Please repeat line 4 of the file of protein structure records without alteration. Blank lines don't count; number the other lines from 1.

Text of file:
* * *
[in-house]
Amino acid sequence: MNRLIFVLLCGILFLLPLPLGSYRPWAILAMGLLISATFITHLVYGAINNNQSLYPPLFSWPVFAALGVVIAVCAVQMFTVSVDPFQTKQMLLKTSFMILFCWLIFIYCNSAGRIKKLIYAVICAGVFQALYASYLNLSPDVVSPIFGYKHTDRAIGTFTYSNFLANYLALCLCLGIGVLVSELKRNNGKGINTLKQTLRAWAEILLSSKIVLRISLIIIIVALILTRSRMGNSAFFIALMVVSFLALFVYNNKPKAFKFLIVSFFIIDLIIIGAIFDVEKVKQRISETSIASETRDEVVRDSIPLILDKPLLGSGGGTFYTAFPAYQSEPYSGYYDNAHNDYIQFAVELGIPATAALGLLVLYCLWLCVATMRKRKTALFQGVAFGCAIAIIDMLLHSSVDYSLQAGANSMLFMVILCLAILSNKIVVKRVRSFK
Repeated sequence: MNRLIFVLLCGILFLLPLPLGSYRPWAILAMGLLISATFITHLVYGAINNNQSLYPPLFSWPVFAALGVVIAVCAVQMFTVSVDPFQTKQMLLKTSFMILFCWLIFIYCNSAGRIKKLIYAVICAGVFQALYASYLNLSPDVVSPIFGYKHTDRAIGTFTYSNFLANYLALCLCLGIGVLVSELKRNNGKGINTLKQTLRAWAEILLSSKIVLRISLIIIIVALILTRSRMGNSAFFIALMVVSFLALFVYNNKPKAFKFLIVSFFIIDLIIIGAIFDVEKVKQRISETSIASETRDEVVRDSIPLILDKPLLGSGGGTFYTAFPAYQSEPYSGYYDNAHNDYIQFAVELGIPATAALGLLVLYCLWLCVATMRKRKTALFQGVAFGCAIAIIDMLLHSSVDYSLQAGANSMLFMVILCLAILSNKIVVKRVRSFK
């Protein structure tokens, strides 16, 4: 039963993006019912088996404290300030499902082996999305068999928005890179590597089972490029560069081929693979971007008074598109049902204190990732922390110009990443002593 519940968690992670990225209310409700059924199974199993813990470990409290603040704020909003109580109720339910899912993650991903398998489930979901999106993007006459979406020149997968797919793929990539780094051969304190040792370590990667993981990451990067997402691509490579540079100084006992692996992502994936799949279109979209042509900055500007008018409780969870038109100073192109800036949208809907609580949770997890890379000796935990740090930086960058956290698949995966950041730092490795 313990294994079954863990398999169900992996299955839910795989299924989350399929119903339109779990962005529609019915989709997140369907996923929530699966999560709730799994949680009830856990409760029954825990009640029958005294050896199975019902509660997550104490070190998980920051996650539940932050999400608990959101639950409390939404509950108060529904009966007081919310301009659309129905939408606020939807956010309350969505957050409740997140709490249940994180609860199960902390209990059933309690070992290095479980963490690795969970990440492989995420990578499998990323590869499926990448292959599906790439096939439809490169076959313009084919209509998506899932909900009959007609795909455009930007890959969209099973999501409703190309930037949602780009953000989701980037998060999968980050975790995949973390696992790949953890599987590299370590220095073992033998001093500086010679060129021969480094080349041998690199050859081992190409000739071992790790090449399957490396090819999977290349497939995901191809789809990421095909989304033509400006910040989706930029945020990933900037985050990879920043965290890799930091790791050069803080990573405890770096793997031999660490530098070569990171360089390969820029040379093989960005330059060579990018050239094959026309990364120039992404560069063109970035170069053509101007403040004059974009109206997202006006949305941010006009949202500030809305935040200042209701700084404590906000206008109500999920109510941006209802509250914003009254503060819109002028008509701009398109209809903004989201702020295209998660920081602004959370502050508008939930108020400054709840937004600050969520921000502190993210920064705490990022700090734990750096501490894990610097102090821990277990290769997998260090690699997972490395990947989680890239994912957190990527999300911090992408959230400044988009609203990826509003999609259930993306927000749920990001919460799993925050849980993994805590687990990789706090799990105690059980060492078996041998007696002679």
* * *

């Protein structure tokens, strides 16, 4: 039963993006019912088996404290300030499902082996999305068999928005890179590597089972490029560069081929693979971007008074598109049902204190990732922390110009990443002593 519940968690992670990225209310409700059924199974199993813990470990409290603040704020909003109580109720339910899912993650991903398998489930979901999106993007006459979406020149997968797919793929990539780094051969304190040792370590990667993981990451990067997402691509490579540079100084006992692996992502994936799949279109979209042509900055500007008018409780969870038109100073192109800036949208809907609580949770997890890379000796935990740090930086960058956290698949995966950041730092490795 313990294994079954863990398999169900992996299955839910795989299924989350399929119903339109779990962005529609019915989709997140369907996923929530699966999560709730799994949680009830856990409760029954825990009640029958005294050896199975019902509660997550104490070190998980920051996650539940932050999400608990959101639950409390939404509950108060529904009966007081919310301009659309129905939408606020939807956010309350969505957050409740997140709490249940994180609860199960902390209990059933309690070992290095479980963490690795969970990440492989995420990578499998990323590869499926990448292959599906790439096939439809490169076959313009084919209509998506899932909900009959007609795909455009930007890959969209099973999501409703190309930037949602780009953000989701980037998060999968980050975790995949973390696992790949953890599987590299370590220095073992033998001093500086010679060129021969480094080349041998690199050859081992190409000739071992790790090449399957490396090819999977290349497939995901191809789809990421095909989304033509400006910040989706930029945020990933900037985050990879920043965290890799930091790791050069803080990573405890770096793997031999660490530098070569990171360089390969820029040379093989960005330059060579990018050239094959026309990364120039992404560069063109970035170069053509101007403040004059974009109206997202006006949305941010006009949202500030809305935040200042209701700084404590906000206008109500999920109510941006209802509250914003009254503060819109002028008509701009398109209809903004989201702020295209998660920081602004959370502050508008939930108020400054709840937004600050969520921000502190993210920064705490990022700090734990750096501490894990610097102090821990277990290769997998260090690699997972490395990947989680890239994912957190990527999300911090992408959230400044988009609203990826509003999609259930993306927000749920990001919460799993925050849980993994805590687990990789706090799990105690059980060492078996041998007696002679």